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An ensemble of eddy-permitting global ocean reanalyses from the MyOcean project

Masina, S., Storto, A., Ferry, N., Valdivieso, M., Haines, K., Balmaseda, M., Zuo, H., Drevillon, M. and Parent, L. (2017) An ensemble of eddy-permitting global ocean reanalyses from the MyOcean project. Climate Dynamics, 49 (3). pp. 813-841. ISSN 0930-7575

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To link to this item DOI: 10.1007/s00382-015-2728-5


A set of four eddy-permitting global ocean reanalyses produced in the framework of the MyOcean project have been compared over the altimetry period 1993–2011. The main differences among the reanalyses used here come from the data assimilation scheme implemented to control the ocean state by inserting reprocessed observations of sea surface temperature (SST), in situ temperature and salinity profiles, sea level anomaly and sea-ice concentration. A first objective of this work includes assessing the interannual variability and trends for a series of parameters, usually considered in the community as essential ocean variables: SST, sea surface salinity, temperature and salinity averaged over meaningful layers of the water column, sea level, transports across pre-defined sections, and sea ice parameters. The eddy-permitting nature of the global reanalyses allows also to estimate eddy kinetic energy. The results show that in general there is a good consistency between the different reanalyses. An intercomparison against experiments without data assimilation was done during the MyOcean project and we conclude that data assimilation is crucial for correctly simulating some quantities such as regional trends of sea level as well as the eddy kinetic energy. A second objective is to show that the ensemble mean of reanalyses can be evaluated as one single system regarding its reliability in reproducing the climate signals, where both variability and uncertainties are assessed through the ensemble spread and signal-to-noise ratio. The main advantage of having access to several reanalyses differing in the way data assimilation is performed is that it becomes possible to assess part of the total uncertainty. Given the fact that we use very similar ocean models and atmospheric forcing, we can conclude that the spread of the ensemble of reanalyses is mainly representative of our ability to gauge uncertainty in the assimilation methods. This uncertainty changes a lot from one ocean parameter to another, especially in global indices. However, despite several caveats in the design of the multi-system ensemble, the main conclusion from this study is that an eddy-permitting multi-system ensemble approach has become mature and our results provide a first step towards a systematic comparison of eddy-permitting global ocean reanalyses aimed at providing robust conclusions on the recent evolution of the oceanic state.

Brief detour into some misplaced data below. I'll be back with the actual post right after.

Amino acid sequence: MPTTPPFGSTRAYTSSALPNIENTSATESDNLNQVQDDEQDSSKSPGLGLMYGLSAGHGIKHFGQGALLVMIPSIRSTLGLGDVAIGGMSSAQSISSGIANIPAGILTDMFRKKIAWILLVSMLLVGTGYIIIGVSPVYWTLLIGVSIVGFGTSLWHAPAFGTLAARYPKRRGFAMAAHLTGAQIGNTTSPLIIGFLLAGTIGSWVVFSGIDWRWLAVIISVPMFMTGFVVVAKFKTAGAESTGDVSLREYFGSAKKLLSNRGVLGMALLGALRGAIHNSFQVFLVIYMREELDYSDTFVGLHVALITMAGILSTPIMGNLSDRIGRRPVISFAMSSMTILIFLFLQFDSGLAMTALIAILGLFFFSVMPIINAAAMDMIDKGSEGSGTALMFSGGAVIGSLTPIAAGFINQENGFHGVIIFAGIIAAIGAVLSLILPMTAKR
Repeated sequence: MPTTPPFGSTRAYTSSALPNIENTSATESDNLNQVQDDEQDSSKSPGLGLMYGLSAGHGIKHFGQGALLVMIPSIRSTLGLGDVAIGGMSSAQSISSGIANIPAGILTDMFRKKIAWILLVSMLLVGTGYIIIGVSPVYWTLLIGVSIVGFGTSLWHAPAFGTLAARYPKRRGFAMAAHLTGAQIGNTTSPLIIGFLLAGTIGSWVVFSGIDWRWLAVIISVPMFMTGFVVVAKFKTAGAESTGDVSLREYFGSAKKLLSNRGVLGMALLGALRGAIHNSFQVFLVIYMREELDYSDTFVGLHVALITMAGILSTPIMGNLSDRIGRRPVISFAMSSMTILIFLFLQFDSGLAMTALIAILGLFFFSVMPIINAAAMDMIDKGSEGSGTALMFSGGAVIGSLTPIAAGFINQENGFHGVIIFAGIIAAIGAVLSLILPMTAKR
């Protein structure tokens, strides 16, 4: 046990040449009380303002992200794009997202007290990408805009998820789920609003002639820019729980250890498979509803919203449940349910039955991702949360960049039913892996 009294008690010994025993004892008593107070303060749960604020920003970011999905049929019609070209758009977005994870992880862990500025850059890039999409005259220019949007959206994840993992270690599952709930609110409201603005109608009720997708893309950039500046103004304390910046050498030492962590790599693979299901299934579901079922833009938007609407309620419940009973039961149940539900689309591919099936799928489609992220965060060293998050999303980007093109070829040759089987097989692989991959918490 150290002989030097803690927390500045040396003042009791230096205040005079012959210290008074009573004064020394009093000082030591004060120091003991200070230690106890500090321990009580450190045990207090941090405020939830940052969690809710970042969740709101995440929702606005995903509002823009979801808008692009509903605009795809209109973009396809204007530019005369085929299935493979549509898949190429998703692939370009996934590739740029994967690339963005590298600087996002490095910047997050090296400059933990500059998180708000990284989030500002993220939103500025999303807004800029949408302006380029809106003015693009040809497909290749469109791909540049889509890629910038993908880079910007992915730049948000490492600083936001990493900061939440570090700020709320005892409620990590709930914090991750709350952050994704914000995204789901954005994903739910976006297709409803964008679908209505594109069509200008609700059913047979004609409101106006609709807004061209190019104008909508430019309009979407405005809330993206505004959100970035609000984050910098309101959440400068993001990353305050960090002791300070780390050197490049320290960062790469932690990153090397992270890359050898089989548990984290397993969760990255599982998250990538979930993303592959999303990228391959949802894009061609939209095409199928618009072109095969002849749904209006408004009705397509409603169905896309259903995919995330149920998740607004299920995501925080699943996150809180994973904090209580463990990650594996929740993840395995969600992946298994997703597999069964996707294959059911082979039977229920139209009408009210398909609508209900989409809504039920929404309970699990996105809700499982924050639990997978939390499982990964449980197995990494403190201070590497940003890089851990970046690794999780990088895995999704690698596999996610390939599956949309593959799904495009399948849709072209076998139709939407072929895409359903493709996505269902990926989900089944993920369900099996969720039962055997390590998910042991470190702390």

Item Type:Article
Divisions:Science > School of Mathematical, Physical and Computational Sciences > National Centre for Earth Observation (NCEO)
Science > School of Mathematical, Physical and Computational Sciences > Department of Meteorology
ID Code:52360


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